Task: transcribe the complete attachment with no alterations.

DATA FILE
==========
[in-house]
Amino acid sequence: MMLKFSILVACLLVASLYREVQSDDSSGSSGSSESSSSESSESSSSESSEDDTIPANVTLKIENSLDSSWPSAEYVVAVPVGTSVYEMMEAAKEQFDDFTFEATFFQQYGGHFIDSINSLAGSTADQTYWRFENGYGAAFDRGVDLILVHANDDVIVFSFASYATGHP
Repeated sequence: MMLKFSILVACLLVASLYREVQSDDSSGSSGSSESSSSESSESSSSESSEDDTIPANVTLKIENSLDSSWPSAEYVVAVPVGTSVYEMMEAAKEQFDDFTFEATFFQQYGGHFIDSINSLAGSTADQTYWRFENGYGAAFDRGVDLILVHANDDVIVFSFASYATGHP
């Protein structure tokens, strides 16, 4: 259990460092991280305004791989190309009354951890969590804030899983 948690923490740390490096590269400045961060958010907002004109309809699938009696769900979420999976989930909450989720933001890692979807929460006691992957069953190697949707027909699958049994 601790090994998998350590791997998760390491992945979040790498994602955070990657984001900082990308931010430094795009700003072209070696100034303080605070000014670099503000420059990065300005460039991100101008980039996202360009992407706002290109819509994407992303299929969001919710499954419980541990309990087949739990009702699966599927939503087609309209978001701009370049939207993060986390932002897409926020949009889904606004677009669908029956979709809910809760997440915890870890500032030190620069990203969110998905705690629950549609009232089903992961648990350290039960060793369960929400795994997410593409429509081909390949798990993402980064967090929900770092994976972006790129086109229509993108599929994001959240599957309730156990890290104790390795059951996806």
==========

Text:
[in-house]
Amino acid sequence: MMLKFSILVACLLVASLYREVQSDDSSGSSGSSESSSSESSESSSSESSEDDTIPANVTLKIENSLDSSWPSAEYVVAVPVGTSVYEMMEAAKEQFDDFTFEATFFQQYGGHFIDSINSLAGSTADQTYWRFENGYGAAFDRGVDLILVHANDDVIVFSFASYATGHP
Repeated sequence: MMLKFSILVACLLVASLYREVQSDDSSGSSGSSESSSSESSESSSSESSEDDTIPANVTLKIENSLDSSWPSAEYVVAVPVGTSVYEMMEAAKEQFDDFTFEATFFQQYGGHFIDSINSLAGSTADQTYWRFENGYGAAFDRGVDLILVHANDDVIVFSFASYATGHP
């Protein structure tokens, strides 16, 4: 259990460092991280305004791989190309009354951890969590804030899983 948690923490740390490096590269400045961060958010907002004109309809699938009696769900979420999976989930909450989720933001890692979807929460006691992957069953190697949707027909699958049994 601790090994998998350590791997998760390491992945979040790498994602955070990657984001900082990308931010430094795009700003072209070696100034303080605070000014670099503000420059990065300005460039991100101008980039996202360009992407706002290109819509994407992303299929969001919710499954419980541990309990087949739990009702699966599927939503087609309209978001701009370049939207993060986390932002897409926020949009889904606004677009669908029956979709809910809760997440915890870890500032030190620069990203969110998905705690629950549609009232089903992961648990350290039960060793369960929400795994997410593409429509081909390949798990993402980064967090929900770092994976972006790129086109229509993108599929994001959240599957309730156990890290104790390795059951996806």